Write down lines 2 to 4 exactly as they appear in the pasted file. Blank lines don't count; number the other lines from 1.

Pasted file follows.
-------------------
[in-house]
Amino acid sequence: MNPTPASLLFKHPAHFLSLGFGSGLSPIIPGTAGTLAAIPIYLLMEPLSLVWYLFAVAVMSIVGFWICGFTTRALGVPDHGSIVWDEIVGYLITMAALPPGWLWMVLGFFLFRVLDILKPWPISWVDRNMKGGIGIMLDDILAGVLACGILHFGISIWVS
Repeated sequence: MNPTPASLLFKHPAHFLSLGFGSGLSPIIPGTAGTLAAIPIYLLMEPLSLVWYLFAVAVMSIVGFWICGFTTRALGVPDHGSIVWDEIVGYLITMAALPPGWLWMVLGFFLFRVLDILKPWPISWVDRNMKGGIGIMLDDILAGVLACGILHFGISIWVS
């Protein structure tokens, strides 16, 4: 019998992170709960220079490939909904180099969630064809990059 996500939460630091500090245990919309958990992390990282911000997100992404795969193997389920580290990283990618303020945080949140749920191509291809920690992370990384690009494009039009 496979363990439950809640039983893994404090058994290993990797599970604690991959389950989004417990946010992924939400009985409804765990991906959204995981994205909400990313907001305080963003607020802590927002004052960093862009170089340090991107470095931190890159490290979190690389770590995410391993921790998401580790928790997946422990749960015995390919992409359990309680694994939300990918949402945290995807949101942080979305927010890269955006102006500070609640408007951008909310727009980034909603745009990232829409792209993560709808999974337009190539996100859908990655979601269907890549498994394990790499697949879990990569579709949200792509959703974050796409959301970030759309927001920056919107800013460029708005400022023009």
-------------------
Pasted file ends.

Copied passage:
Amino acid sequence: MNPTPASLLFKHPAHFLSLGFGSGLSPIIPGTAGTLAAIPIYLLMEPLSLVWYLFAVAVMSIVGFWICGFTTRALGVPDHGSIVWDEIVGYLITMAALPPGWLWMVLGFFLFRVLDILKPWPISWVDRNMKGGIGIMLDDILAGVLACGILHFGISIWVS
Repeated sequence: MNPTPASLLFKHPAHFLSLGFGSGLSPIIPGTAGTLAAIPIYLLMEPLSLVWYLFAVAVMSIVGFWICGFTTRALGVPDHGSIVWDEIVGYLITMAALPPGWLWMVLGFFLFRVLDILKPWPISWVDRNMKGGIGIMLDDILAGVLACGILHFGISIWVS
């Protein structure tokens, strides 16, 4: 019998992170709960220079490939909904180099969630064809990059 996500939460630091500090245990919309958990992390990282911000997100992404795969193997389920580290990283990618303020945080949140749920191509291809920690992370990384690009494009039009 496979363990439950809640039983893994404090058994290993990797599970604690991959389950989004417990946010992924939400009985409804765990991906959204995981994205909400990313907001305080963003607020802590927002004052960093862009170089340090991107470095931190890159490290979190690389770590995410391993921790998401580790928790997946422990749960015995390919992409359990309680694994939300990918949402945290995807949101942080979305927010890269955006102006500070609640408007951008909310727009980034909603745009990232829409792209993560709808999974337009190539996100859908990655979601269907890549498994394990790499697949879990990569579709949200792509959703974050796409959301970030759309927001920056919107800013460029708005400022023009």